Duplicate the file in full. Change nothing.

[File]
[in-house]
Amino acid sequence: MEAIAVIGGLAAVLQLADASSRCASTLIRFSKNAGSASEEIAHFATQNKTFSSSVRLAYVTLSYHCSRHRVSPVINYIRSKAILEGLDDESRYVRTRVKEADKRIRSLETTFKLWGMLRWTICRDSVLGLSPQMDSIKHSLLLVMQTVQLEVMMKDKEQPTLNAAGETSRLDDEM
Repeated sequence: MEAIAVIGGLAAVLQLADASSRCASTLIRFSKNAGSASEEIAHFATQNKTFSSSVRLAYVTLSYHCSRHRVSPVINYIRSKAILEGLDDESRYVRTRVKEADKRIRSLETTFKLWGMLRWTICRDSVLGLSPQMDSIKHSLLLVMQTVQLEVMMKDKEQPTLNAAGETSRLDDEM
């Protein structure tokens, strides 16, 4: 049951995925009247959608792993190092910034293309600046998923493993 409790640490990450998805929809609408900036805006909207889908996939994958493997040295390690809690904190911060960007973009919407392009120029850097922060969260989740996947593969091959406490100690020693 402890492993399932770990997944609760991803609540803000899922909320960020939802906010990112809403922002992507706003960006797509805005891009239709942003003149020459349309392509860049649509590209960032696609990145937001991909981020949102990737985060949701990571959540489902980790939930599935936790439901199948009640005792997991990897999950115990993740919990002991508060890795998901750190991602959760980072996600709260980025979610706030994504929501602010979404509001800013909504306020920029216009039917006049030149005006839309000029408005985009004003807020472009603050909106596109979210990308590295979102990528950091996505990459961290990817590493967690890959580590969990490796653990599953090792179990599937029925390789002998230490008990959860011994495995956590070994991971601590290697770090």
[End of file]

[in-house]
Amino acid sequence: MEAIAVIGGLAAVLQLADASSRCASTLIRFSKNAGSASEEIAHFATQNKTFSSSVRLAYVTLSYHCSRHRVSPVINYIRSKAILEGLDDESRYVRTRVKEADKRIRSLETTFKLWGMLRWTICRDSVLGLSPQMDSIKHSLLLVMQTVQLEVMMKDKEQPTLNAAGETSRLDDEM
Repeated sequence: MEAIAVIGGLAAVLQLADASSRCASTLIRFSKNAGSASEEIAHFATQNKTFSSSVRLAYVTLSYHCSRHRVSPVINYIRSKAILEGLDDESRYVRTRVKEADKRIRSLETTFKLWGMLRWTICRDSVLGLSPQMDSIKHSLLLVMQTVQLEVMMKDKEQPTLNAAGETSRLDDEM
């Protein structure tokens, strides 16, 4: 049951995925009247959608792993190092910034293309600046998923493993 409790640490990450998805929809609408900036805006909207889908996939994958493997040295390690809690904190911060960007973009919407392009120029850097922060969260989740996947593969091959406490100690020693 402890492993399932770990997944609760991803609540803000899922909320960020939802906010990112809403922002992507706003960006797509805005891009239709942003003149020459349309392509860049649509590209960032696609990145937001991909981020949102990737985060949701990571959540489902980790939930599935936790439901199948009640005792997991990897999950115990993740919990002991508060890795998901750190991602959760980072996600709260980025979610706030994504929501602010979404509001800013909504306020920029216009039917006049030149005006839309000029408005985009004003807020472009603050909106596109979210990308590295979102990528950091996505990459961290990817590493967690890959580590969990490796653990599953090792179990599937029925390789002998230490008990959860011994495995956590070994991971601590290697770090």